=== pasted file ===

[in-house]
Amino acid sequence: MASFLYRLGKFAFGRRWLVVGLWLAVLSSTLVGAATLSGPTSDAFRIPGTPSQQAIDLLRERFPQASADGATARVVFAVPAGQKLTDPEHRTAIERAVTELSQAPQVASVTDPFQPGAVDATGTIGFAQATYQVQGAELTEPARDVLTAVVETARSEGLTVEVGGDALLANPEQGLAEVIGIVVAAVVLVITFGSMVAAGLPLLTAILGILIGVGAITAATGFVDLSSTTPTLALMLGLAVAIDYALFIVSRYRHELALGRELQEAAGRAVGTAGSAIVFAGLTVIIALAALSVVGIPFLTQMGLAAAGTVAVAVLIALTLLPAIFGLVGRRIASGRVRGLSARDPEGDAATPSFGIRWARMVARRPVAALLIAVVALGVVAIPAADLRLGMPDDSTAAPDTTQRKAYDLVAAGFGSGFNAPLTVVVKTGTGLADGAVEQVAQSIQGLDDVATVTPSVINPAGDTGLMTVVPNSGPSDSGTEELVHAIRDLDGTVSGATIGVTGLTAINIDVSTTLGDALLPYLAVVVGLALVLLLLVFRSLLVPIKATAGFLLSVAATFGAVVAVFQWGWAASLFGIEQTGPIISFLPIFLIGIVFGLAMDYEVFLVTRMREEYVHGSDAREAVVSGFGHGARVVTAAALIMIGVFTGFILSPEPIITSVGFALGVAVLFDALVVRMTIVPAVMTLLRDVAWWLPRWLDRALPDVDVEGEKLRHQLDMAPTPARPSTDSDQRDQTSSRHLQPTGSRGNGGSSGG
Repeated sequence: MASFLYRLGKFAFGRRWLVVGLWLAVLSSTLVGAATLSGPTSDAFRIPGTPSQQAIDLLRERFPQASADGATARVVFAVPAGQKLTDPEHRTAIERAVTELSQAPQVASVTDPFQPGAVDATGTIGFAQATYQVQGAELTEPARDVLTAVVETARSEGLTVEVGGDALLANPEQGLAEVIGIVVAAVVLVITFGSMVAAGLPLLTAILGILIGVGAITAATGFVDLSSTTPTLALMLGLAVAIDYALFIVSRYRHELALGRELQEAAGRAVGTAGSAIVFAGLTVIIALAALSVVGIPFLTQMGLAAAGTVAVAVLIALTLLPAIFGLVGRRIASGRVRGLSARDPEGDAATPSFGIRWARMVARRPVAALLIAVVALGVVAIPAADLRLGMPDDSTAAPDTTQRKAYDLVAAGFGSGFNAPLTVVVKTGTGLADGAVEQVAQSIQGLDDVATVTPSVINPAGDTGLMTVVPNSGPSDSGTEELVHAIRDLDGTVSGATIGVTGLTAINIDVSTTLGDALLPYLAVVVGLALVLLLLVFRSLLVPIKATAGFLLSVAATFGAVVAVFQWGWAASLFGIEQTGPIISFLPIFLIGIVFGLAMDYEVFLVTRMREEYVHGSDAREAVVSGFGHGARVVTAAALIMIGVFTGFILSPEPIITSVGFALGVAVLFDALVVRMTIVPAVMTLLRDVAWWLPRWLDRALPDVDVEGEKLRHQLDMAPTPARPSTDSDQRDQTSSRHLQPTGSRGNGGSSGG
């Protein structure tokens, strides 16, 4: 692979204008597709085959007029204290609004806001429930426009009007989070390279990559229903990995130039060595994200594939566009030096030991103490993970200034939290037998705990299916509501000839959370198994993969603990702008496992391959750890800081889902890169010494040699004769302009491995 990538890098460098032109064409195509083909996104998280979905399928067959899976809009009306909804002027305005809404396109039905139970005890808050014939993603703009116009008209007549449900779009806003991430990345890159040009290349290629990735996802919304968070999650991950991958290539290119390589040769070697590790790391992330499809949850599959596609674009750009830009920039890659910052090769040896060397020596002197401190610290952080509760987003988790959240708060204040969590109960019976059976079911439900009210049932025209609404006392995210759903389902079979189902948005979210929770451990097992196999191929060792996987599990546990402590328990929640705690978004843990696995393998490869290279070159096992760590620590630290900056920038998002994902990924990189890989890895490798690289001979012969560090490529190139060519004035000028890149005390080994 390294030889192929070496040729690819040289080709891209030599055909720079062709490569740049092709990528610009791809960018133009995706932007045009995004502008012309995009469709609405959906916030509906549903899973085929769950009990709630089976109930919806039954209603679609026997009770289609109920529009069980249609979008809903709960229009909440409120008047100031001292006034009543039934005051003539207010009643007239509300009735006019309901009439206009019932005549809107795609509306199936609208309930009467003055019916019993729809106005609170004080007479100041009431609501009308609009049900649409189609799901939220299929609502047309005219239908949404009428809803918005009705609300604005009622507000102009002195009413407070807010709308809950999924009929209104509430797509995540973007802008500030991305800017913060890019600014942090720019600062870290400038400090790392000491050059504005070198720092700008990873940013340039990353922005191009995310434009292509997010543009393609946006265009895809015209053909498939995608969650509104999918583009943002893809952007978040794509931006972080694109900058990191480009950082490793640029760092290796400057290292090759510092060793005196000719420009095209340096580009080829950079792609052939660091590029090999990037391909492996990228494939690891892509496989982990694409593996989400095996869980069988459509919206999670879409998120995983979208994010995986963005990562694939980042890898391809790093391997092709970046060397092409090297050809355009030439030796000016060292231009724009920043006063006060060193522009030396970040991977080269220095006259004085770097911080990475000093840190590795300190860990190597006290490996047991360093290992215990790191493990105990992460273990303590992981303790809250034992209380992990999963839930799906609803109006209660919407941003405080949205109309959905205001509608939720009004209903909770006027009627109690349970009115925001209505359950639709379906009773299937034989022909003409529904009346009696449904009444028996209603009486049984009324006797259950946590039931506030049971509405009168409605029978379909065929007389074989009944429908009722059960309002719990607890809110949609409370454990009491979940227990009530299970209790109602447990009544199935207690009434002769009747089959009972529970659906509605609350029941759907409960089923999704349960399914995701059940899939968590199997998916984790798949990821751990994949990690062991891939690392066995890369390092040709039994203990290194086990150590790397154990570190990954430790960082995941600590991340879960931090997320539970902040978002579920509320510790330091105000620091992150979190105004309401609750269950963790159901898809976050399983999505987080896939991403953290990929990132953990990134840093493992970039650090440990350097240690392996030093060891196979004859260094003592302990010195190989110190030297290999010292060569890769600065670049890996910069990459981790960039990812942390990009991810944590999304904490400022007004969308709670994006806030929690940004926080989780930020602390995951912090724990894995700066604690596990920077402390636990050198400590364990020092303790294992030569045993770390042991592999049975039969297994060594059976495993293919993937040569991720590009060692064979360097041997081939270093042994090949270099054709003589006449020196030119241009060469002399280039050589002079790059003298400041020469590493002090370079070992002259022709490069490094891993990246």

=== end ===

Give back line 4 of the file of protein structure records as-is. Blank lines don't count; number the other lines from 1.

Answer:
């Protein structure tokens, strides 16, 4: 692979204008597709085959007029204290609004806001429930426009009007989070390279990559229903990995130039060595994200594939566009030096030991103490993970200034939290037998705990299916509501000839959370198994993969603990702008496992391959750890800081889902890169010494040699004769302009491995 990538890098460098032109064409195509083909996104998280979905399928067959899976809009009306909804002027305005809404396109039905139970005890808050014939993603703009116009008209007549449900779009806003991430990345890159040009290349290629990735996802919304968070999650991950991958290539290119390589040769070697590790790391992330499809949850599959596609674009750009830009920039890659910052090769040896060397020596002197401190610290952080509760987003988790959240708060204040969590109960019976059976079911439900009210049932025209609404006392995210759903389902079979189902948005979210929770451990097992196999191929060792996987599990546990402590328990929640705690978004843990696995393998490869290279070159096992760590620590630290900056920038998002994902990924990189890989890895490798690289001979012969560090490529190139060519004035000028890149005390080994 390294030889192929070496040729690819040289080709891209030599055909720079062709490569740049092709990528610009791809960018133009995706932007045009995004502008012309995009469709609405959906916030509906549903899973085929769950009990709630089976109930919806039954209603679609026997009770289609109920529009069980249609979008809903709960229009909440409120008047100031001292006034009543039934005051003539207010009643007239509300009735006019309901009439206009019932005549809107795609509306199936609208309930009467003055019916019993729809106005609170004080007479100041009431609501009308609009049900649409189609799901939220299929609502047309005219239908949404009428809803918005009705609300604005009622507000102009002195009413407070807010709308809950999924009929209104509430797509995540973007802008500030991305800017913060890019600014942090720019600062870290400038400090790392000491050059504005070198720092700008990873940013340039990353922005191009995310434009292509997010543009393609946006265009895809015209053909498939995608969650509104999918583009943002893809952007978040794509931006972080694109900058990191480009950082490793640029760092290796400057290292090759510092060793005196000719420009095209340096580009080829950079792609052939660091590029090999990037391909492996990228494939690891892509496989982990694409593996989400095996869980069988459509919206999670879409998120995983979208994010995986963005990562694939980042890898391809790093391997092709970046060397092409090297050809355009030439030796000016060292231009724009920043006063006060060193522009030396970040991977080269220095006259004085770097911080990475000093840190590795300190860990190597006290490996047991360093290992215990790191493990105990992460273990303590992981303790809250034992209380992990999963839930799906609803109006209660919407941003405080949205109309959905205001509608939720009004209903909770006027009627109690349970009115925001209505359950639709379906009773299937034989022909003409529904009346009696449904009444028996209603009486049984009324006797259950946590039931506030049971509405009168409605029978379909065929007389074989009944429908009722059960309002719990607890809110949609409370454990009491979940227990009530299970209790109602447990009544199935207690009434002769009747089959009972529970659906509605609350029941759907409960089923999704349960399914995701059940899939968590199997998916984790798949990821751990994949990690062991891939690392066995890369390092040709039994203990290194086990150590790397154990570190990954430790960082995941600590991340879960931090997320539970902040978002579920509320510790330091105000620091992150979190105004309401609750269950963790159901898809976050399983999505987080896939991403953290990929990132953990990134840093493992970039650090440990350097240690392996030093060891196979004859260094003592302990010195190989110190030297290999010292060569890769600065670049890996910069990459981790960039990812942390990009991810944590999304904490400022007004969308709670994006806030929690940004926080989780930020602390995951912090724990894995700066604690596990920077402390636990050198400590364990020092303790294992030569045993770390042991592999049975039969297994060594059976495993293919993937040569991720590009060692064979360097041997081939270093042994090949270099054709003589006449020196030119241009060469002399280039050589002079790059003298400041020469590493002090370079070992002259022709490069490094891993990246």